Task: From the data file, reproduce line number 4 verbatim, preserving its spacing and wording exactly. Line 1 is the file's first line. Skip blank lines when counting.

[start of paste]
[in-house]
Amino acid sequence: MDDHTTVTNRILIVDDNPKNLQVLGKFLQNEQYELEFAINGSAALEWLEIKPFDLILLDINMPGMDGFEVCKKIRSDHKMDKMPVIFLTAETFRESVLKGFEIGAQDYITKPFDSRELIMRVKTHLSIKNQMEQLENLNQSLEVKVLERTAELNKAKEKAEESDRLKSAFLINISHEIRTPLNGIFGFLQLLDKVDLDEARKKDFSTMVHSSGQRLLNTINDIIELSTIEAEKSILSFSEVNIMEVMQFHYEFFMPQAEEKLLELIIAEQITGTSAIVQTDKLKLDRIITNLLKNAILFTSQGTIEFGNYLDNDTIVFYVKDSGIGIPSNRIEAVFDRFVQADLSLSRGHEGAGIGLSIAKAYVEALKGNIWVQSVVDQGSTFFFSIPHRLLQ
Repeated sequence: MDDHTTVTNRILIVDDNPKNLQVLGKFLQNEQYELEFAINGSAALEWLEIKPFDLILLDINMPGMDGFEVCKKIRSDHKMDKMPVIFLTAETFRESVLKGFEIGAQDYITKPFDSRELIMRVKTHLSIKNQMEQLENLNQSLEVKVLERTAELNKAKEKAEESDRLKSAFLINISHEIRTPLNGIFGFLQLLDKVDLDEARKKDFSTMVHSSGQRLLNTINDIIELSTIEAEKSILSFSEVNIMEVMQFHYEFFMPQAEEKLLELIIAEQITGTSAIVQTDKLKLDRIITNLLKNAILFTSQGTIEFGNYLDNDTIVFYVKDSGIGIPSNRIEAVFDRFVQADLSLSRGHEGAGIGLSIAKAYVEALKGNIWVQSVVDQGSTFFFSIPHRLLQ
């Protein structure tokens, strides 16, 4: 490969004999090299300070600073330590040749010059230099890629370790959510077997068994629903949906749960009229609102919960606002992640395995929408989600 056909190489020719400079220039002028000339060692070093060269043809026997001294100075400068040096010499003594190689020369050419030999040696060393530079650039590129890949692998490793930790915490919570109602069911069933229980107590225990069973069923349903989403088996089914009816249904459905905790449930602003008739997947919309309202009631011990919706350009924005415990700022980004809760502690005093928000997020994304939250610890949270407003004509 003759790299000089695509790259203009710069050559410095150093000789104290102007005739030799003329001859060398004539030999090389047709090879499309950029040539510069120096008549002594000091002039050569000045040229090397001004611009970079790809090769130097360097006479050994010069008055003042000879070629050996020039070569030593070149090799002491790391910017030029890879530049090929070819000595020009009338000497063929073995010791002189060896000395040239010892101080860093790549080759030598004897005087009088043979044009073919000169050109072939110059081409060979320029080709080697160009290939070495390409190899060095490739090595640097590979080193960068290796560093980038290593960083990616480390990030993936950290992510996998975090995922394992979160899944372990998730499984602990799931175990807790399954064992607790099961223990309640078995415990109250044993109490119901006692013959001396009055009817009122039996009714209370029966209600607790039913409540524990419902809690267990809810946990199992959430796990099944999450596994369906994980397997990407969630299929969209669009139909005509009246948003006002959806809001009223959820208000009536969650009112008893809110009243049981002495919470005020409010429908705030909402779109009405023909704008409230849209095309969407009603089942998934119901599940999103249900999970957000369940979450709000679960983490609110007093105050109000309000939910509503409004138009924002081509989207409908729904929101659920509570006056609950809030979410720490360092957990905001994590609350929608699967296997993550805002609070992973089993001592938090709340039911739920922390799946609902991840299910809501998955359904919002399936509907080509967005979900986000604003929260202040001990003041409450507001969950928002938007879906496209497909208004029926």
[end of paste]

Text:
């Protein structure tokens, strides 16, 4: 490969004999090299300070600073330590040749010059230099890629370790959510077997068994629903949906749960009229609102919960606002992640395995929408989600 056909190489020719400079220039002028000339060692070093060269043809026997001294100075400068040096010499003594190689020369050419030999040696060393530079650039590129890949692998490793930790915490919570109602069911069933229980107590225990069973069923349903989403088996089914009816249904459905905790449930602003008739997947919309309202009631011990919706350009924005415990700022980004809760502690005093928000997020994304939250610890949270407003004509 003759790299000089695509790259203009710069050559410095150093000789104290102007005739030799003329001859060398004539030999090389047709090879499309950029040539510069120096008549002594000091002039050569000045040229090397001004611009970079790809090769130097360097006479050994010069008055003042000879070629050996020039070569030593070149090799002491790391910017030029890879530049090929070819000595020009009338000497063929073995010791002189060896000395040239010892101080860093790549080759030598004897005087009088043979044009073919000169050109072939110059081409060979320029080709080697160009290939070495390409190899060095490739090595640097590979080193960068290796560093980038290593960083990616480390990030993936950290992510996998975090995922394992979160899944372990998730499984602990799931175990807790399954064992607790099961223990309640078995415990109250044993109490119901006692013959001396009055009817009122039996009714209370029966209600607790039913409540524990419902809690267990809810946990199992959430796990099944999450596994369906994980397997990407969630299929969209669009139909005509009246948003006002959806809001009223959820208000009536969650009112008893809110009243049981002495919470005020409010429908705030909402779109009405023909704008409230849209095309969407009603089942998934119901599940999103249900999970957000369940979450709000679960983490609110007093105050109000309000939910509503409004138009924002081509989207409908729904929101659920509570006056609950809030979410720490360092957990905001994590609350929608699967296997993550805002609070992973089993001592938090709340039911739920922390799946609902991840299910809501998955359904919002399936509907080509967005979900986000604003929260202040001990003041409450507001969950928002938007879906496209497909208004029926």